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New theater program to train next generation of behind-the-scenes workers

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Candace McCowan has the story.

A wrench in one hand, and a light in the other, last year Aaliyah Stewart was working retail. Now, she is gearing up to light up a Broadway play.

"Theatre is my only option," Stewart says.

Ajalon Glover knew exactly what he wanted to do, and college wasn't getting him there quickly enough.

"I want to be the guy who sets up the microphone and runs the program board," says Glover.

Stewart and Glover are both now training to work backstage at Manhattan's Roundabout Theatre in their workplace development program. The goal is to add more diversity to the workforce behind the curtain.

"The backstage industry tends to be more male-dominated, so we've been looking for a way to invite folks from under-represented communities to join our workforce," says Jen DiBella.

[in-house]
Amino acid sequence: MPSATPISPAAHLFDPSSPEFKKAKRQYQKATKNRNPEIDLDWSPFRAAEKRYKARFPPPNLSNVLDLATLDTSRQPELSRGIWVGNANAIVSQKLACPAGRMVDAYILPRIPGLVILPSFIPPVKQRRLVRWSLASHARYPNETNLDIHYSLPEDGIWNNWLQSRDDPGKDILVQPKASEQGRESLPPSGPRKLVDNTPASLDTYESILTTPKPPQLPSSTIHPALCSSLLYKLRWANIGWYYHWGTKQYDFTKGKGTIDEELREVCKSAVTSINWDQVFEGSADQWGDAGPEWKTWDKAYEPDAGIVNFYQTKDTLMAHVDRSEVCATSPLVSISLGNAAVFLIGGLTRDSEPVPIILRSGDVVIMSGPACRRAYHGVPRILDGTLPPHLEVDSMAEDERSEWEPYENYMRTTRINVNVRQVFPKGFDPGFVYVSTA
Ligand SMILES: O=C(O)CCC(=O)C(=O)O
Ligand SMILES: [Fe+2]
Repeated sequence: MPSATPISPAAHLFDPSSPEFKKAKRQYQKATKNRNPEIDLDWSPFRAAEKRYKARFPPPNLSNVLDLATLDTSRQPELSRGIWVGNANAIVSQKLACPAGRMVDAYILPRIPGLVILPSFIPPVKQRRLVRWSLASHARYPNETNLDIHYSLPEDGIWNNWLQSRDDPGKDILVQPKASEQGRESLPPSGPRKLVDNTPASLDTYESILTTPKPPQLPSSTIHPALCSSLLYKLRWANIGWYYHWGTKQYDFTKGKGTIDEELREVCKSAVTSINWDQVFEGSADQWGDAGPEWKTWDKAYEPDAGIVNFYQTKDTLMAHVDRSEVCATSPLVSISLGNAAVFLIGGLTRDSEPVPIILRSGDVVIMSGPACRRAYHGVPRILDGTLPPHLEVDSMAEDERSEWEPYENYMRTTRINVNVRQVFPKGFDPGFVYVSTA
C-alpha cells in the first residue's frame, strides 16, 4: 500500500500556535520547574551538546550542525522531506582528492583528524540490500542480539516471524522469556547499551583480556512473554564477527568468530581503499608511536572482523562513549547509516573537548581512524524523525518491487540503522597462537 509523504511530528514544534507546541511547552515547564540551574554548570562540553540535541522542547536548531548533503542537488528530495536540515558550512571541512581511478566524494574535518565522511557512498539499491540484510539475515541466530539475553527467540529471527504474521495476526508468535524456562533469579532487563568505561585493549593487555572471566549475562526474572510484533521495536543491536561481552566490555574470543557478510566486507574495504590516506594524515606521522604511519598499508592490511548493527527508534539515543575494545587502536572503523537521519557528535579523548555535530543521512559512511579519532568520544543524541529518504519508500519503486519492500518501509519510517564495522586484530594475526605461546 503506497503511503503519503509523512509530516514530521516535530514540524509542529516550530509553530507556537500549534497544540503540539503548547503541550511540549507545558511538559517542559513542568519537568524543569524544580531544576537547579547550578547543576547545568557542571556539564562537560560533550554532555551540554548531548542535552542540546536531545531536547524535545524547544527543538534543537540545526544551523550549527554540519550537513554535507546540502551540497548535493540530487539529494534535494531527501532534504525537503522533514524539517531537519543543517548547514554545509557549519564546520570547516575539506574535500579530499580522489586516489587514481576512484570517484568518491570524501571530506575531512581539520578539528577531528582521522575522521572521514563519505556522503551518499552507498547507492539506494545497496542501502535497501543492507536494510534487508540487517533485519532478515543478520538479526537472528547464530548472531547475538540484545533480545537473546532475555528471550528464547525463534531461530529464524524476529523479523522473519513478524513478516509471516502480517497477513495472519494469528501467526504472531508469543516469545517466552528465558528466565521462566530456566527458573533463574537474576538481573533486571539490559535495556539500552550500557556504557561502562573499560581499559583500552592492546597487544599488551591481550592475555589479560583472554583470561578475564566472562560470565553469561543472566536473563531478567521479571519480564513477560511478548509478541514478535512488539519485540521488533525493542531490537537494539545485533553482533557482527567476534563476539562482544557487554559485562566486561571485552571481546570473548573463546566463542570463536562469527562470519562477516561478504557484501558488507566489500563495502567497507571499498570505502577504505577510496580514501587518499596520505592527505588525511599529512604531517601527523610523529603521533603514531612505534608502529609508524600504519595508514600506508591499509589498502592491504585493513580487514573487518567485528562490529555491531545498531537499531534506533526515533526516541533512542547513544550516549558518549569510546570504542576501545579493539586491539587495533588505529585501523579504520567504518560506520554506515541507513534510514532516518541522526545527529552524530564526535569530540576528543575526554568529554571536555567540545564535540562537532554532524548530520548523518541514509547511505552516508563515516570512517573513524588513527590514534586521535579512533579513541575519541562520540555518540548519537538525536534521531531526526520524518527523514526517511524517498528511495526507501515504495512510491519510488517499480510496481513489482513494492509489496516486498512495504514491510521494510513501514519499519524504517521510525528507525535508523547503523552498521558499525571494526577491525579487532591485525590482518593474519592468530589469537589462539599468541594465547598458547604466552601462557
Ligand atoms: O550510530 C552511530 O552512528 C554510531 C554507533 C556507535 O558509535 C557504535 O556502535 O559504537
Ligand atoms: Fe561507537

The workplace development program is a three-year program, and the fellows receive a slew of training from sound engineers to wardrobe workers. The program isn't just about training the students, they want to make sure they have jobs to go to - finding a job in this industry has been a hard thing to do.

"The trick is the pathways into this career are often hidden. There's sort of an old saying in show business - it's who you know. You got to know somebody," says Pat White.

"A big part of this program is to make sure the fellows are building a network," DiBella adds.

It's setting the stage for these fellows to have a long career backstage.

"It should be no other way. There aren't any more black girls, black young men, doing what I'm doing," says Stewart.

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